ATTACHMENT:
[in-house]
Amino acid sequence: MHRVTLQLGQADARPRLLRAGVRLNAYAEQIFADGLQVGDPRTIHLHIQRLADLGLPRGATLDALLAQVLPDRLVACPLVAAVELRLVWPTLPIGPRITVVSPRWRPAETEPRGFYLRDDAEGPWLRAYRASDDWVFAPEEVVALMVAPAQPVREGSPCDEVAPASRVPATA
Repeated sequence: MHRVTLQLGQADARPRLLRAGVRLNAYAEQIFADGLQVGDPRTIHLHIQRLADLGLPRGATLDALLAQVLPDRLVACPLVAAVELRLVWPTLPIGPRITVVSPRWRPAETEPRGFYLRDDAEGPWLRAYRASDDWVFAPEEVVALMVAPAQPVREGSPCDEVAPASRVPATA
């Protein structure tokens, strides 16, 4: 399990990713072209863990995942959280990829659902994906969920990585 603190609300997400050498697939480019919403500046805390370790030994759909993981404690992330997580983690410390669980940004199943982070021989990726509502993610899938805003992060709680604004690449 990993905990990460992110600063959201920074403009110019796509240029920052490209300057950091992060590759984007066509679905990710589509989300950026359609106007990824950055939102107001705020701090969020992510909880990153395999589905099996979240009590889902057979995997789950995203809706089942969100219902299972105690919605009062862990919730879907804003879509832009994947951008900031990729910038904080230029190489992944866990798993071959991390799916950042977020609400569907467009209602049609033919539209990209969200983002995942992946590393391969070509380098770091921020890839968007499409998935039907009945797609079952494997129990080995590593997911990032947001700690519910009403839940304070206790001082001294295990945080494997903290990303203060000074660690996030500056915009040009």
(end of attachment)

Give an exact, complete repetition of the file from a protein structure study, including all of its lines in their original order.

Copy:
[in-house]
Amino acid sequence: MHRVTLQLGQADARPRLLRAGVRLNAYAEQIFADGLQVGDPRTIHLHIQRLADLGLPRGATLDALLAQVLPDRLVACPLVAAVELRLVWPTLPIGPRITVVSPRWRPAETEPRGFYLRDDAEGPWLRAYRASDDWVFAPEEVVALMVAPAQPVREGSPCDEVAPASRVPATA
Repeated sequence: MHRVTLQLGQADARPRLLRAGVRLNAYAEQIFADGLQVGDPRTIHLHIQRLADLGLPRGATLDALLAQVLPDRLVACPLVAAVELRLVWPTLPIGPRITVVSPRWRPAETEPRGFYLRDDAEGPWLRAYRASDDWVFAPEEVVALMVAPAQPVREGSPCDEVAPASRVPATA
């Protein structure tokens, strides 16, 4: 399990990713072209863990995942959280990829659902994906969920990585 603190609300997400050498697939480019919403500046805390370790030994759909993981404690992330997580983690410390669980940004199943982070021989990726509502993610899938805003992060709680604004690449 990993905990990460992110600063959201920074403009110019796509240029920052490209300057950091992060590759984007066509679905990710589509989300950026359609106007990824950055939102107001705020701090969020992510909880990153395999589905099996979240009590889902057979995997789950995203809706089942969100219902299972105690919605009062862990919730879907804003879509832009994947951008900031990729910038904080230029190489992944866990798993071959991390799916950042977020609400569907467009209602049609033919539209990209969200983002995942992946590393391969070509380098770091921020890839968007499409998935039907009945797609079952494997129990080995590593997911990032947001700690519910009403839940304070206790001082001294295990945080494997903290990303203060000074660690996030500056915009040009």